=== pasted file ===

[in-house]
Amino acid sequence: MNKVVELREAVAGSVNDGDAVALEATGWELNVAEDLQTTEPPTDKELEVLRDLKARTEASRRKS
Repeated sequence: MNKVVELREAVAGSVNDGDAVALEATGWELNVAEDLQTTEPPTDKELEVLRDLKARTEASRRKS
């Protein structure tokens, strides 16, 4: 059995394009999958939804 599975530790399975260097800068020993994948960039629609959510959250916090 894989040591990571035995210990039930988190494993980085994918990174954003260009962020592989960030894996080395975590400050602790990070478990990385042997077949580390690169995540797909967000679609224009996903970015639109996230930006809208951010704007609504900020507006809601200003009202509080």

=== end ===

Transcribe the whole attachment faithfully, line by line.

[in-house]
Amino acid sequence: MNKVVELREAVAGSVNDGDAVALEATGWELNVAEDLQTTEPPTDKELEVLRDLKARTEASRRKS
Repeated sequence: MNKVVELREAVAGSVNDGDAVALEATGWELNVAEDLQTTEPPTDKELEVLRDLKARTEASRRKS
């Protein structure tokens, strides 16, 4: 059995394009999958939804 599975530790399975260097800068020993994948960039629609959510959250916090 894989040591990571035995210990039930988190494993980085994918990174954003260009962020592989960030894996080395975590400050602790990070478990990385042997077949580390690169995540797909967000679609224009996903970015639109996230930006809208951010704007609504900020507006809601200003009202509080």